Over the past few years there has been a steady increase in harmful drug use in the city of Tshwane. Doctors, clinical associates and social workers from the University of Pretoria (UP) realised that there is a major shortage of services in the city to help people who use drugs. This led UP’s Department of Family Medicine and the City of Tshwane to come together to create a safer healthier city. Research shows that existing drug related programmes, such as rehabilitation and going “cold turkey” have little positive effect. In fact, they often create more damage by further isolating people who use drugs and accentuate the social stigma. Research also shows that while there is a lot of harmful drug use in the city, substance use is often a coping strategy for underlying problems in the home and community.
The Community Orientated Substance Use Programme, or COSUP is an initiative between UP’s Department of Family Medicine, the City of Tshwane (who funds the programme), and the Gauteng Government (the Department of Health and the Department of Social Development). It aims to provide meaningful and effective community based support for the people who use, support or are affected by harmful substance use. It focuses on evidenced based approaches to restoring functionality, improving health and reducing the social destruction of harmful substance use.
In COSUP, harmful substance use is regarded as a medical condition rather than as a criminal activity. Rather than forcing people to stop using drugs, it works closely with users to find out what their goals are and what they need to do to achieve them. Where users do not want to stop taking substances, COSUP helps them to access health services and support from their clinics. COSUP pays particular attention to both informing and responding to users’ high risk of contracting HIV, TB and Hepatitis C. Sister Linda Makala, based at the COSUP sites in Mamelodi, says harm reduction and safer use of drugs is a fundamental teaching and practice of COSUP. Makala even teaches users how to tie their injection site is in a way that is less damaging to the veins. The Needle Syringe Programme (NSP) offers new clean needles in exchange for dirty ones. “The evidence that a NSP is effective is there and COSUP is showing that it can be implemented in a South African context,” says the Head of Department of Family Medicine, Prof Jannie Hugo. Opioid substance therapy (OST) is prescribed by the COSUP medical team to people who want to get off heroine. Results from both NSP and OST are proving effective.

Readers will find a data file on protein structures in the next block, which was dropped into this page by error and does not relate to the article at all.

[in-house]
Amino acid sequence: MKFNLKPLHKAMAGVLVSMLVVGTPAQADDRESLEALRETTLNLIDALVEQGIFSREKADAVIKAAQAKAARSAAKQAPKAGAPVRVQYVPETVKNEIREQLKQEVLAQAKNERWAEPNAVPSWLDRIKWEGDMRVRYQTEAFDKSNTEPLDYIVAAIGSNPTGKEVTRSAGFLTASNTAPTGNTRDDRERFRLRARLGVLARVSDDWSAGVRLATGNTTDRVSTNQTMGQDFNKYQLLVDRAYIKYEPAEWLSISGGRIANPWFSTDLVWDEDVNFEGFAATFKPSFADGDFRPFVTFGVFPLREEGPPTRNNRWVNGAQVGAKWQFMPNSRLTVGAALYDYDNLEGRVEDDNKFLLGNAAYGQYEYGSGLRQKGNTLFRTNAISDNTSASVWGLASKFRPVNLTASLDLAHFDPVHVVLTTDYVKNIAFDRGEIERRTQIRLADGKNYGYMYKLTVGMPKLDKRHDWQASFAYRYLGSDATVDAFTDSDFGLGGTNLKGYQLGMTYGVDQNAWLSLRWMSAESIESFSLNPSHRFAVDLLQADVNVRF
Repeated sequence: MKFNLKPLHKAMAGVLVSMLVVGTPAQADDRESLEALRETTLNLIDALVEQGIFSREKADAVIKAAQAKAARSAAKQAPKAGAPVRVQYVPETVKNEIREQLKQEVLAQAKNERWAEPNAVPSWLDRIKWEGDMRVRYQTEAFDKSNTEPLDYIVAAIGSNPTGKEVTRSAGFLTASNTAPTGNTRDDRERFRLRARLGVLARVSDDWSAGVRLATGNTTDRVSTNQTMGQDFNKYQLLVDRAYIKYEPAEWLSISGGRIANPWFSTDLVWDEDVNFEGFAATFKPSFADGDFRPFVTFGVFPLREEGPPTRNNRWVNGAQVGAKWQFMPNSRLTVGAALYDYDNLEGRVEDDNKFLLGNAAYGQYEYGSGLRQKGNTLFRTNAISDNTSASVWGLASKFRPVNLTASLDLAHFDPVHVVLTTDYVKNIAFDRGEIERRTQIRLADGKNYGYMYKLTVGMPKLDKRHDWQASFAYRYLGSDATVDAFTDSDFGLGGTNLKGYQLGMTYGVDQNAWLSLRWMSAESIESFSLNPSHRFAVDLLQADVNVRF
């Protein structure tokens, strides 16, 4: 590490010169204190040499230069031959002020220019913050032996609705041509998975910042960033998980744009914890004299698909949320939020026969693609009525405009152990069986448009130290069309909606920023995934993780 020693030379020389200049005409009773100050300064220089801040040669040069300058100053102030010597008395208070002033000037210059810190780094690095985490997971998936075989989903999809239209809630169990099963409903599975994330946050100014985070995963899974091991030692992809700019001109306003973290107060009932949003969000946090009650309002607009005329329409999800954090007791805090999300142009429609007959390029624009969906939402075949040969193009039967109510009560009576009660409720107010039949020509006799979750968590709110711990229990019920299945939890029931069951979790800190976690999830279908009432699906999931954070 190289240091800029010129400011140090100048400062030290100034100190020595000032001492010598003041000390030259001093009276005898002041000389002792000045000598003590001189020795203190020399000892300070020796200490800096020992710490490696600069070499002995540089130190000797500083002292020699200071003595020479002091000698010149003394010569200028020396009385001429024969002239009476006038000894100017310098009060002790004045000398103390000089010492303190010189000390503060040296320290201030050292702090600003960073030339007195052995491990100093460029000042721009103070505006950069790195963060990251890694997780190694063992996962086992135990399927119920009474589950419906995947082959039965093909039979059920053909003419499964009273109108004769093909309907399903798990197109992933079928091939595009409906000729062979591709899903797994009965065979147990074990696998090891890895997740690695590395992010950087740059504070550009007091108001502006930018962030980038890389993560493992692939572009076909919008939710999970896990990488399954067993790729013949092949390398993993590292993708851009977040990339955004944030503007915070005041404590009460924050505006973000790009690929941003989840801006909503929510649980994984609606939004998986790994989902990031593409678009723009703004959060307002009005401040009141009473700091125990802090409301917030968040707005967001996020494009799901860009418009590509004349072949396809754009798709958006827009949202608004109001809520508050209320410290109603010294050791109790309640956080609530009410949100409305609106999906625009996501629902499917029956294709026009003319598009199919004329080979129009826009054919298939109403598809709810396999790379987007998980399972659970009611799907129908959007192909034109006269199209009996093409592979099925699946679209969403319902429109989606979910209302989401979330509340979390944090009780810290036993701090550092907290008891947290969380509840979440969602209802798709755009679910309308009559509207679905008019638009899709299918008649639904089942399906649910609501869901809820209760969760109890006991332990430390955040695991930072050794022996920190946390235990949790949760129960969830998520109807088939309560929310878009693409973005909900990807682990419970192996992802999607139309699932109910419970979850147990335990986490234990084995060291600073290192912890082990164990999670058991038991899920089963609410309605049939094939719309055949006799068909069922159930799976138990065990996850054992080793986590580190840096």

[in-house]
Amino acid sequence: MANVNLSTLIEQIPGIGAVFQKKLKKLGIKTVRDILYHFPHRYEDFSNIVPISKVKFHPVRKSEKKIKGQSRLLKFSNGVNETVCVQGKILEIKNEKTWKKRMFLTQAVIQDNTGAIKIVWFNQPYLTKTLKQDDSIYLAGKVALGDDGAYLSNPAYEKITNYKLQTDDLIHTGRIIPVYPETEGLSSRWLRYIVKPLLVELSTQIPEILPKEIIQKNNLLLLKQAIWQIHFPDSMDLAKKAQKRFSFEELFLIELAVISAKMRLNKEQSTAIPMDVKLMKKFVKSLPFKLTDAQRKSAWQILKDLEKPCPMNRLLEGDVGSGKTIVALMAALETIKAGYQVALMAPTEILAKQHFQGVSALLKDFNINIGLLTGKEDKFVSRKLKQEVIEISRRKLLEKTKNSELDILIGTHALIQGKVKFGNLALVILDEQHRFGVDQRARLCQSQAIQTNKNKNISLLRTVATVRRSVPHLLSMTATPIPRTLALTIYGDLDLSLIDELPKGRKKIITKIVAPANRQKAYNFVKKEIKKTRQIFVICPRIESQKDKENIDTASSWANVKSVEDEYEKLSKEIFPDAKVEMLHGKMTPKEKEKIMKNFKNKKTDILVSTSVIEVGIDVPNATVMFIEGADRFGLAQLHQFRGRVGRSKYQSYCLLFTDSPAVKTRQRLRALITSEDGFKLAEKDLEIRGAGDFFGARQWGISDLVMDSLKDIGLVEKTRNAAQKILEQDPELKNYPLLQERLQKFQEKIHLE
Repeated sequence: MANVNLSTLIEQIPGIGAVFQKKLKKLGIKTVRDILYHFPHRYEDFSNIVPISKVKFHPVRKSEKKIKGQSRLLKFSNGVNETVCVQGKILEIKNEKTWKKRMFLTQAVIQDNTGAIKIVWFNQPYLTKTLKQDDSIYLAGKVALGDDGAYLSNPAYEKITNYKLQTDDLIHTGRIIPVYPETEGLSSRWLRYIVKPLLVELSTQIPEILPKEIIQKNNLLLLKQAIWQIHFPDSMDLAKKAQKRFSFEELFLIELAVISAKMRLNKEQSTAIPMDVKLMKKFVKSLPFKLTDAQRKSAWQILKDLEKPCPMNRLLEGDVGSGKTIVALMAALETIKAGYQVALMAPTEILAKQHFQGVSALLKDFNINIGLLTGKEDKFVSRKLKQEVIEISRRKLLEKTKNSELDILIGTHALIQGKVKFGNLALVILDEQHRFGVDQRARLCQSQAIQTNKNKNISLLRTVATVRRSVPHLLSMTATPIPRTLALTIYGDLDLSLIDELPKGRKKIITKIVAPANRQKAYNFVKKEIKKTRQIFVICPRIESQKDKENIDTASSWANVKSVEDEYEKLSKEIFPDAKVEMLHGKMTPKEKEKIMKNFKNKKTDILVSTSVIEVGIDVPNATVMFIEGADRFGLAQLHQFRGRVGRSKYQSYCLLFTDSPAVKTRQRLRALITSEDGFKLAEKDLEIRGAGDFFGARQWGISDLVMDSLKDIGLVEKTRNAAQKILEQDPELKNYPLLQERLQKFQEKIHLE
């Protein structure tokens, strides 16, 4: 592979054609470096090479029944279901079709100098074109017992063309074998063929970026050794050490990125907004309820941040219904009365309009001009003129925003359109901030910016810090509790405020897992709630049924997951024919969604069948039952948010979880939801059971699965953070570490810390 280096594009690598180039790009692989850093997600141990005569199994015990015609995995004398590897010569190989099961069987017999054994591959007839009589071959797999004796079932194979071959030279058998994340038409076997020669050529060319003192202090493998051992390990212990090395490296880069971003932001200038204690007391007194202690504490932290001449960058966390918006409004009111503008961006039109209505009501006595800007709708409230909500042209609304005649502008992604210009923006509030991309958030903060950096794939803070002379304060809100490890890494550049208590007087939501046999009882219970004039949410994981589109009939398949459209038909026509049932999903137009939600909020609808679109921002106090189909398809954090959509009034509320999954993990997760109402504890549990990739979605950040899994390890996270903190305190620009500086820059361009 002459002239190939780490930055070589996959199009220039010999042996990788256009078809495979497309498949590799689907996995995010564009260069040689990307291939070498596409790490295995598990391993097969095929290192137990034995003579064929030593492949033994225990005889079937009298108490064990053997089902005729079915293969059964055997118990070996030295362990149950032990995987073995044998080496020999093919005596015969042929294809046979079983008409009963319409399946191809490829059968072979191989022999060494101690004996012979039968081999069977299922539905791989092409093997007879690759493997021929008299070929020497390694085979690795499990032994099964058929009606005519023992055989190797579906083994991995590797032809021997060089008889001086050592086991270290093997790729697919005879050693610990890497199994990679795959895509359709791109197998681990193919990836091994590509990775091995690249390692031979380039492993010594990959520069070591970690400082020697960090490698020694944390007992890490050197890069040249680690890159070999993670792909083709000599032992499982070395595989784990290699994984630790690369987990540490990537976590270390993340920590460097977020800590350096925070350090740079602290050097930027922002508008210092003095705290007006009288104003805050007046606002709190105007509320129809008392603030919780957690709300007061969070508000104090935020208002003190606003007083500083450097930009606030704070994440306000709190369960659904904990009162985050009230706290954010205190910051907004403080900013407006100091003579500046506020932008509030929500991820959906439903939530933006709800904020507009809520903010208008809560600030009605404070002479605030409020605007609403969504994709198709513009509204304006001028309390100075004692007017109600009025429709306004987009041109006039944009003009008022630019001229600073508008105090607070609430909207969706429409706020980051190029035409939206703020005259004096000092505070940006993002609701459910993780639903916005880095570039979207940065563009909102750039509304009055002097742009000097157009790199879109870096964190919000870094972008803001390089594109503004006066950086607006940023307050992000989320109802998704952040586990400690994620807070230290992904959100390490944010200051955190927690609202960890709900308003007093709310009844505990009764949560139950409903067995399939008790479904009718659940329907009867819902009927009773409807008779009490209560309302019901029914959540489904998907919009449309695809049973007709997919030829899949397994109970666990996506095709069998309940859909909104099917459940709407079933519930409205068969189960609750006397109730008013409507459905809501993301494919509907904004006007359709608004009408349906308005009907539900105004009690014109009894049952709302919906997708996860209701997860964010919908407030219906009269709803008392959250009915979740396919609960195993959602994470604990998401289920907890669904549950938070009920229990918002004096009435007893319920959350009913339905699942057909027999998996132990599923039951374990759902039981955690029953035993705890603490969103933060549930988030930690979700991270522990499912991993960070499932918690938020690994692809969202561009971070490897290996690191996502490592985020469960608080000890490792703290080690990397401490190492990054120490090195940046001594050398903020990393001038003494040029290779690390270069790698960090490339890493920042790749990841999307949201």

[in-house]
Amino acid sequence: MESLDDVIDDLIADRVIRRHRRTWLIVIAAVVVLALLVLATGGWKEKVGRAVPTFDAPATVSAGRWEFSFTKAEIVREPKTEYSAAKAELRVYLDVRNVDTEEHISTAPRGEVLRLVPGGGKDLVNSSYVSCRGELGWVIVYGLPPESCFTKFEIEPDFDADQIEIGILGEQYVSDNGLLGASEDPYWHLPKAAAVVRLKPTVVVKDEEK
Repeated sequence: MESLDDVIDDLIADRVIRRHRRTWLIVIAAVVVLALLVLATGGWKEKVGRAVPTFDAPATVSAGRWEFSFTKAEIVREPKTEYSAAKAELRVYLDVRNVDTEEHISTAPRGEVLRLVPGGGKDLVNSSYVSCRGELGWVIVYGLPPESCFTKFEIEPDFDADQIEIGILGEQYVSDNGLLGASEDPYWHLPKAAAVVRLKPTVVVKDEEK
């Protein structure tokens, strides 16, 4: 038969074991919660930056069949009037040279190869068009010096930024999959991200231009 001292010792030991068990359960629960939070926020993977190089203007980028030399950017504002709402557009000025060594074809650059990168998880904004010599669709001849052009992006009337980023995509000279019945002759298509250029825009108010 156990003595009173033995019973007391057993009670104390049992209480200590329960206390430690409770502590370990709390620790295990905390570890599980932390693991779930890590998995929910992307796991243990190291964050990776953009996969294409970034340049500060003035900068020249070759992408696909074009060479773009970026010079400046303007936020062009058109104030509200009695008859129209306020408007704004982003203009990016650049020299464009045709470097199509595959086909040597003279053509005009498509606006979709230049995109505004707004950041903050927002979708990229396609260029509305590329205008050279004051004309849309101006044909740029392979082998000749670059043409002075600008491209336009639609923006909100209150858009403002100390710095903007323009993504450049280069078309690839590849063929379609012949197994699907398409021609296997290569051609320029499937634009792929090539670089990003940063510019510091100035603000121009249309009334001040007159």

Taking a harm reduction approach to substance use may seem controversial, but in fact, it is consistent with centuries’ old health care practice that in present day South Africa has led to the successes in HIV/AIDS management.
COSUP is part of a larger Community Orientated Primary Care approach to integrated district health. Through the combination of public health and clinical care, COPC is designed to provide generalist primary care that extends from a community based tier of service rendered by clinically supervised community health workers to people in their homes and facility services to health care facilities and services. Social workers and Clinical Associates play a pivotal role in the COSUP team of experts. They work through each person’s unique background and help them deal with the issues that are often the cause of their drug problem. The peer support component of the programme is also critical in keeping the individual in the programme. Peers are people who come from similar backgrounds whose lives have improved (as a result of the programme). Peers provide support and assistance and make sure individuals are on track to achieve their goals. Peers are a fundamental asset to the programme as the individual sees them as relatable and trustworthy. Peers stand as a beacon of hope for the person wanting a better life. The skills development component equips people with skills to be able to find a job and this has shown that often people will stop using drugs when their lives improve.
COSUP is a first-of-its-kind programme in the world and it is making incredible strides to ensure a safer and healthier city for all. This programme works because it is relevant and non-judgemental. It sees people who use drugs as human beings and helps them feel worthy again.
Dr Lorinda Kroukamp, Public Health Specialist in the Department of Family Medicine and Project Manager of COSUP, says that for sustainability of the initiative beyond the project’s period, the community based approach to harmful substance abuse needs to be integrated into the existing primary health care model. In order for a sustainable project to flourish that provides real support to people in need, collaboration between all sectors of primary health care needs to ensue.